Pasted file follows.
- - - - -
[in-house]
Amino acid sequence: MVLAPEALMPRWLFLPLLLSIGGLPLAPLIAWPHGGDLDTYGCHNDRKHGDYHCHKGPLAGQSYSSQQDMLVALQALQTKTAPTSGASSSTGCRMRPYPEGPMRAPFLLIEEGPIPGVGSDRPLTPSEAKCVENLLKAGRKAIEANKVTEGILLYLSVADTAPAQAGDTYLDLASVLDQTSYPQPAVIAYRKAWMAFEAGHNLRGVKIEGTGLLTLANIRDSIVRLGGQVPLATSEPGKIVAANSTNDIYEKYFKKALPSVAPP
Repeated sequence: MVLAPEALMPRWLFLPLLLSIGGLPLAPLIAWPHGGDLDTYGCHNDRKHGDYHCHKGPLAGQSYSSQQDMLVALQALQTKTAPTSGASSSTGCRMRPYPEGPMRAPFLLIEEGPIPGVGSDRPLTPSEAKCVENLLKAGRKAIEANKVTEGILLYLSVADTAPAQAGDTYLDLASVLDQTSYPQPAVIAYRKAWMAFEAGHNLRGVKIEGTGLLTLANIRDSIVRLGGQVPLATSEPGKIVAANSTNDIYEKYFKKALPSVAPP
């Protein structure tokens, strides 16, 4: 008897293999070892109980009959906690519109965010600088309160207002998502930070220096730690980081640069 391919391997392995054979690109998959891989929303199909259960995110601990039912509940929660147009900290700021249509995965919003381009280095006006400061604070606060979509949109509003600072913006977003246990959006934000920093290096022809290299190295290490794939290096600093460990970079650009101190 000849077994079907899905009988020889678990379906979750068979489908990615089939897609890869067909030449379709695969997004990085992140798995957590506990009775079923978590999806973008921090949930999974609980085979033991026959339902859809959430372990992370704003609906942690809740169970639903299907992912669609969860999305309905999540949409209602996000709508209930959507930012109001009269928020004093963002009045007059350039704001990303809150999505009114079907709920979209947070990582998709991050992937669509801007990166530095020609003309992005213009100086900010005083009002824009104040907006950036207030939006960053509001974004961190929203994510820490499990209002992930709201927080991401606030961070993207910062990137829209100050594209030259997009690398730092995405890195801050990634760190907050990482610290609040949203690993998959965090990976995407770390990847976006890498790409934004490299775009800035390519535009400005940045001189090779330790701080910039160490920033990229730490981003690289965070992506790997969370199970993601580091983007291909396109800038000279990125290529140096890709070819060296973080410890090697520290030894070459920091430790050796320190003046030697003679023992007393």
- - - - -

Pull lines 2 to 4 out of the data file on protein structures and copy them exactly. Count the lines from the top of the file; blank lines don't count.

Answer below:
Amino acid sequence: MVLAPEALMPRWLFLPLLLSIGGLPLAPLIAWPHGGDLDTYGCHNDRKHGDYHCHKGPLAGQSYSSQQDMLVALQALQTKTAPTSGASSSTGCRMRPYPEGPMRAPFLLIEEGPIPGVGSDRPLTPSEAKCVENLLKAGRKAIEANKVTEGILLYLSVADTAPAQAGDTYLDLASVLDQTSYPQPAVIAYRKAWMAFEAGHNLRGVKIEGTGLLTLANIRDSIVRLGGQVPLATSEPGKIVAANSTNDIYEKYFKKALPSVAPP
Repeated sequence: MVLAPEALMPRWLFLPLLLSIGGLPLAPLIAWPHGGDLDTYGCHNDRKHGDYHCHKGPLAGQSYSSQQDMLVALQALQTKTAPTSGASSSTGCRMRPYPEGPMRAPFLLIEEGPIPGVGSDRPLTPSEAKCVENLLKAGRKAIEANKVTEGILLYLSVADTAPAQAGDTYLDLASVLDQTSYPQPAVIAYRKAWMAFEAGHNLRGVKIEGTGLLTLANIRDSIVRLGGQVPLATSEPGKIVAANSTNDIYEKYFKKALPSVAPP
């Protein structure tokens, strides 16, 4: 008897293999070892109980009959906690519109965010600088309160207002998502930070220096730690980081640069 391919391997392995054979690109998959891989929303199909259960995110601990039912509940929660147009900290700021249509995965919003381009280095006006400061604070606060979509949109509003600072913006977003246990959006934000920093290096022809290299190295290490794939290096600093460990970079650009101190 000849077994079907899905009988020889678990379906979750068979489908990615089939897609890869067909030449379709695969997004990085992140798995957590506990009775079923978590999806973008921090949930999974609980085979033991026959339902859809959430372990992370704003609906942690809740169970639903299907992912669609969860999305309905999540949409209602996000709508209930959507930012109001009269928020004093963002009045007059350039704001990303809150999505009114079907709920979209947070990582998709991050992937669509801007990166530095020609003309992005213009100086900010005083009002824009104040907006950036207030939006960053509001974004961190929203994510820490499990209002992930709201927080991401606030961070993207910062990137829209100050594209030259997009690398730092995405890195801050990634760190907050990482610290609040949203690993998959965090990976995407770390990847976006890498790409934004490299775009800035390519535009400005940045001189090779330790701080910039160490920033990229730490981003690289965070992506790997969370199970993601580091983007291909396109800038000279990125290529140096890709070819060296973080410890090697520290030894070459920091430790050796320190003046030697003679023992007393």